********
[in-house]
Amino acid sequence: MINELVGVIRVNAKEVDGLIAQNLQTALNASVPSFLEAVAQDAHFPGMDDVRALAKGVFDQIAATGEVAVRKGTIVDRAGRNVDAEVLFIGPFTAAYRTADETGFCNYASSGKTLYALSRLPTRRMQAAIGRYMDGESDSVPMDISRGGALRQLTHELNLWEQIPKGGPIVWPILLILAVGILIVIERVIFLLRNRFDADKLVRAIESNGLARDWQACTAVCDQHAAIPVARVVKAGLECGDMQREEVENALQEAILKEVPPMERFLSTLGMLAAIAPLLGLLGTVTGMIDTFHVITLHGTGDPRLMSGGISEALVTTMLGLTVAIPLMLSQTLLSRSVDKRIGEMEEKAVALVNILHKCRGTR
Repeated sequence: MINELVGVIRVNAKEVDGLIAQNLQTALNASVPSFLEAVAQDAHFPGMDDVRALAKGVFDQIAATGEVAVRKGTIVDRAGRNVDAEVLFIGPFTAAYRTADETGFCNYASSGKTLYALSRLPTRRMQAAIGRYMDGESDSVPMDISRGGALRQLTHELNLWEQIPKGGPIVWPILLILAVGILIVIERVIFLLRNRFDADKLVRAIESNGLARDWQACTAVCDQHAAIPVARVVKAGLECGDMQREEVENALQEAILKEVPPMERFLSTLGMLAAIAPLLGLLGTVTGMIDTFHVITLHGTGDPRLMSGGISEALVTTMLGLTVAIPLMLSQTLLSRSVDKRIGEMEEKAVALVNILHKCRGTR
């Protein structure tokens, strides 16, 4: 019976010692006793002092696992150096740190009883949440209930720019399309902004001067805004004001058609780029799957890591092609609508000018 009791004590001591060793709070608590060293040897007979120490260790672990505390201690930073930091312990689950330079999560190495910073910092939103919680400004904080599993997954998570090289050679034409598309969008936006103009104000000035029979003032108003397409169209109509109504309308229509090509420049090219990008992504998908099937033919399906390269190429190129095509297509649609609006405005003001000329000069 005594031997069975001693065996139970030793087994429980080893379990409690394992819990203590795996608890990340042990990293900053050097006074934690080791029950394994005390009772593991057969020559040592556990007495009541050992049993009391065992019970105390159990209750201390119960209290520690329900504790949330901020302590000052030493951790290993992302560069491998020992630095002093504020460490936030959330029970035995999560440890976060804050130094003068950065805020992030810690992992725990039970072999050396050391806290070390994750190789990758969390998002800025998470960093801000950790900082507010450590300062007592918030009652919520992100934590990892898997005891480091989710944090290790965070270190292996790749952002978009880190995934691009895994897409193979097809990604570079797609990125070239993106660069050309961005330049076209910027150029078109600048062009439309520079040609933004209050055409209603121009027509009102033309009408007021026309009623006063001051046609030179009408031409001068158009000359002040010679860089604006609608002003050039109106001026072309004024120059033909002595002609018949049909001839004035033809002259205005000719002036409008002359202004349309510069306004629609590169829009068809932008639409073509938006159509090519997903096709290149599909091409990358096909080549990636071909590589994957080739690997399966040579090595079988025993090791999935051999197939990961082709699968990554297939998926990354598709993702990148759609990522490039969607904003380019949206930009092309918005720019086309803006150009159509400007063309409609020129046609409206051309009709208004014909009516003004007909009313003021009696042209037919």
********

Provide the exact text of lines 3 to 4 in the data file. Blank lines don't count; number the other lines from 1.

Repeated sequence: MINELVGVIRVNAKEVDGLIAQNLQTALNASVPSFLEAVAQDAHFPGMDDVRALAKGVFDQIAATGEVAVRKGTIVDRAGRNVDAEVLFIGPFTAAYRTADETGFCNYASSGKTLYALSRLPTRRMQAAIGRYMDGESDSVPMDISRGGALRQLTHELNLWEQIPKGGPIVWPILLILAVGILIVIERVIFLLRNRFDADKLVRAIESNGLARDWQACTAVCDQHAAIPVARVVKAGLECGDMQREEVENALQEAILKEVPPMERFLSTLGMLAAIAPLLGLLGTVTGMIDTFHVITLHGTGDPRLMSGGISEALVTTMLGLTVAIPLMLSQTLLSRSVDKRIGEMEEKAVALVNILHKCRGTR
């Protein structure tokens, strides 16, 4: 019976010692006793002092696992150096740190009883949440209930720019399309902004001067805004004001058609780029799957890591092609609508000018 009791004590001591060793709070608590060293040897007979120490260790672990505390201690930073930091312990689950330079999560190495910073910092939103919680400004904080599993997954998570090289050679034409598309969008936006103009104000000035029979003032108003397409169209109509109504309308229509090509420049090219990008992504998908099937033919399906390269190429190129095509297509649609609006405005003001000329000069 005594031997069975001693065996139970030793087994429980080893379990409690394992819990203590795996608890990340042990990293900053050097006074934690080791029950394994005390009772593991057969020559040592556990007495009541050992049993009391065992019970105390159990209750201390119960209290520690329900504790949330901020302590000052030493951790290993992302560069491998020992630095002093504020460490936030959330029970035995999560440890976060804050130094003068950065805020992030810690992992725990039970072999050396050391806290070390994750190789990758969390998002800025998470960093801000950790900082507010450590300062007592918030009652919520992100934590990892898997005891480091989710944090290790965070270190292996790749952002978009880190995934691009895994897409193979097809990604570079797609990125070239993106660069050309961005330049076209910027150029078109600048062009439309520079040609933004209050055409209603121009027509009102033309009408007021026309009623006063001051046609030179009408031409001068158009000359002040010679860089604006609608002003050039109106001026072309004024120059033909002595002609018949049909001839004035033809002259205005000719002036409008002359202004349309510069306004629609590169829009068809932008639409073509938006159509090519997903096709290149599909091409990358096909080549990636071909590589994957080739690997399966040579090595079988025993090791999935051999197939990961082709699968990554297939998926990354598709993702990148759609990522490039969607904003380019949206930009092309918005720019086309803006150009159509400007063309409609020129046609409206051309009709208004014909009516003004007909009313003021009696042209037919």